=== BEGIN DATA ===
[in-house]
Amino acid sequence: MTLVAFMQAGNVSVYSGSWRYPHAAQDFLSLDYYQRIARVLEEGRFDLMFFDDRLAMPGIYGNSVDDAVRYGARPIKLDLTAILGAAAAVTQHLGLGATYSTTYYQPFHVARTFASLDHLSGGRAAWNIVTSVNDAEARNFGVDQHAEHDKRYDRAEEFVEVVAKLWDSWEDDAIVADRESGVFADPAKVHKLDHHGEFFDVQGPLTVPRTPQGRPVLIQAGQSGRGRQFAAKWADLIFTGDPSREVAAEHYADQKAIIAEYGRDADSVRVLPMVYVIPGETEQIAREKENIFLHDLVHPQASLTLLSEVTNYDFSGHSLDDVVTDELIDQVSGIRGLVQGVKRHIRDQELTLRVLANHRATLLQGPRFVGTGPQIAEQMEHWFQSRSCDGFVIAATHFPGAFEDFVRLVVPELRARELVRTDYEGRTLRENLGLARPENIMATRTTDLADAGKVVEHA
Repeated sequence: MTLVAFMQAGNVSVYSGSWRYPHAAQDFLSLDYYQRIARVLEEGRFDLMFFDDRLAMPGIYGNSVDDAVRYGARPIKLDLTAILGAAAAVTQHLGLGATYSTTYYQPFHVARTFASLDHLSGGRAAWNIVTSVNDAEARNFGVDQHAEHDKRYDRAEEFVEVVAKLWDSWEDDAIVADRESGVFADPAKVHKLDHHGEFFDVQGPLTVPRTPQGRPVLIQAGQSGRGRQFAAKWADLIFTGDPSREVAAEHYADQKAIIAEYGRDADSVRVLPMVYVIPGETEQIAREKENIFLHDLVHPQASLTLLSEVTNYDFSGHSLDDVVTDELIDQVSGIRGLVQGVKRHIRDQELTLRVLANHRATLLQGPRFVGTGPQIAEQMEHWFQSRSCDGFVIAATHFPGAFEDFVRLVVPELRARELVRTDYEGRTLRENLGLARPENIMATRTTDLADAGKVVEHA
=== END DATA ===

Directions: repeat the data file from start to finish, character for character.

[in-house]
Amino acid sequence: MTLVAFMQAGNVSVYSGSWRYPHAAQDFLSLDYYQRIARVLEEGRFDLMFFDDRLAMPGIYGNSVDDAVRYGARPIKLDLTAILGAAAAVTQHLGLGATYSTTYYQPFHVARTFASLDHLSGGRAAWNIVTSVNDAEARNFGVDQHAEHDKRYDRAEEFVEVVAKLWDSWEDDAIVADRESGVFADPAKVHKLDHHGEFFDVQGPLTVPRTPQGRPVLIQAGQSGRGRQFAAKWADLIFTGDPSREVAAEHYADQKAIIAEYGRDADSVRVLPMVYVIPGETEQIAREKENIFLHDLVHPQASLTLLSEVTNYDFSGHSLDDVVTDELIDQVSGIRGLVQGVKRHIRDQELTLRVLANHRATLLQGPRFVGTGPQIAEQMEHWFQSRSCDGFVIAATHFPGAFEDFVRLVVPELRARELVRTDYEGRTLRENLGLARPENIMATRTTDLADAGKVVEHA
Repeated sequence: MTLVAFMQAGNVSVYSGSWRYPHAAQDFLSLDYYQRIARVLEEGRFDLMFFDDRLAMPGIYGNSVDDAVRYGARPIKLDLTAILGAAAAVTQHLGLGATYSTTYYQPFHVARTFASLDHLSGGRAAWNIVTSVNDAEARNFGVDQHAEHDKRYDRAEEFVEVVAKLWDSWEDDAIVADRESGVFADPAKVHKLDHHGEFFDVQGPLTVPRTPQGRPVLIQAGQSGRGRQFAAKWADLIFTGDPSREVAAEHYADQKAIIAEYGRDADSVRVLPMVYVIPGETEQIAREKENIFLHDLVHPQASLTLLSEVTNYDFSGHSLDDVVTDELIDQVSGIRGLVQGVKRHIRDQELTLRVLANHRATLLQGPRFVGTGPQIAEQMEHWFQSRSCDGFVIAATHFPGAFEDFVRLVVPELRARELVRTDYEGRTLRENLGLARPENIMATRTTDLADAGKVVEHA